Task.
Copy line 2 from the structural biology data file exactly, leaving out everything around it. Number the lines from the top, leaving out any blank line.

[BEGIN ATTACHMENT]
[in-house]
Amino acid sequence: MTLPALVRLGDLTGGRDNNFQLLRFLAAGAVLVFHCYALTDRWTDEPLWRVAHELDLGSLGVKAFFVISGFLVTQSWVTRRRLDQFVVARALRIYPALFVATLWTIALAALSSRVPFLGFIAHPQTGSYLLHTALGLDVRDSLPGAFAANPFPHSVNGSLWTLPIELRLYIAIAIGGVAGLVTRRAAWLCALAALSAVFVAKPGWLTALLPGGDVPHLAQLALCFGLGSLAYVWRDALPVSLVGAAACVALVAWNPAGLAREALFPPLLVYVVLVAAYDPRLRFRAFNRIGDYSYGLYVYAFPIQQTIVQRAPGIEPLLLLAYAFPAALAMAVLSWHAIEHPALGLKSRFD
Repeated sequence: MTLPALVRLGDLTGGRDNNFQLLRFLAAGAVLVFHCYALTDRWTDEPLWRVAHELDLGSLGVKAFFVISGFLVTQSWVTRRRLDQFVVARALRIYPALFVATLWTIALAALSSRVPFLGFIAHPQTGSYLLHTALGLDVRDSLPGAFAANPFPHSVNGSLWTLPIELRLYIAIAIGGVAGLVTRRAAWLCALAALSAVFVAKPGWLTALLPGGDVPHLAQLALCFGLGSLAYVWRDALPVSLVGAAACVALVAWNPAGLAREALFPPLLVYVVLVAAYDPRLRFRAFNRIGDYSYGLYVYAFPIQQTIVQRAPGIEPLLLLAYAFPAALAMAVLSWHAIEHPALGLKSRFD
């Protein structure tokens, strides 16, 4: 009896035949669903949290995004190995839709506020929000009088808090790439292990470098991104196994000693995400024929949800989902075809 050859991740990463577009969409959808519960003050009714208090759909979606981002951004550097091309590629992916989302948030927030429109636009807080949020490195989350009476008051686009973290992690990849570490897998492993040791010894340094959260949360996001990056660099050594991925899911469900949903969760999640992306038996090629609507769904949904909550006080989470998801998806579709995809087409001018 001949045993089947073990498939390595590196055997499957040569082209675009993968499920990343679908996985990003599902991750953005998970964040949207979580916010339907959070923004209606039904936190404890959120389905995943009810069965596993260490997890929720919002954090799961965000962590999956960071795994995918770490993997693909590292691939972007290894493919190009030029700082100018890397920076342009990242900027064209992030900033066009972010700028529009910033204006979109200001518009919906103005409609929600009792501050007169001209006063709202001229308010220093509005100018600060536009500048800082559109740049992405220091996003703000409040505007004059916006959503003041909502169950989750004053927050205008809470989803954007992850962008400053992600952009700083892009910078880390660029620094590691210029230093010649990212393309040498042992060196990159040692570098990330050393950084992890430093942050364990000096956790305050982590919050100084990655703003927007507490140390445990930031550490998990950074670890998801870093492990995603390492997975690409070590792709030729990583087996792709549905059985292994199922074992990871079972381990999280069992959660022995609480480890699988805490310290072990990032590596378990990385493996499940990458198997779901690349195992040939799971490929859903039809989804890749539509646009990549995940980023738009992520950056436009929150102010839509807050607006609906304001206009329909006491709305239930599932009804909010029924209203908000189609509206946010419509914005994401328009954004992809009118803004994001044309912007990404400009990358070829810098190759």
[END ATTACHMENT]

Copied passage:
Amino acid sequence: MTLPALVRLGDLTGGRDNNFQLLRFLAAGAVLVFHCYALTDRWTDEPLWRVAHELDLGSLGVKAFFVISGFLVTQSWVTRRRLDQFVVARALRIYPALFVATLWTIALAALSSRVPFLGFIAHPQTGSYLLHTALGLDVRDSLPGAFAANPFPHSVNGSLWTLPIELRLYIAIAIGGVAGLVTRRAAWLCALAALSAVFVAKPGWLTALLPGGDVPHLAQLALCFGLGSLAYVWRDALPVSLVGAAACVALVAWNPAGLAREALFPPLLVYVVLVAAYDPRLRFRAFNRIGDYSYGLYVYAFPIQQTIVQRAPGIEPLLLLAYAFPAALAMAVLSWHAIEHPALGLKSRFD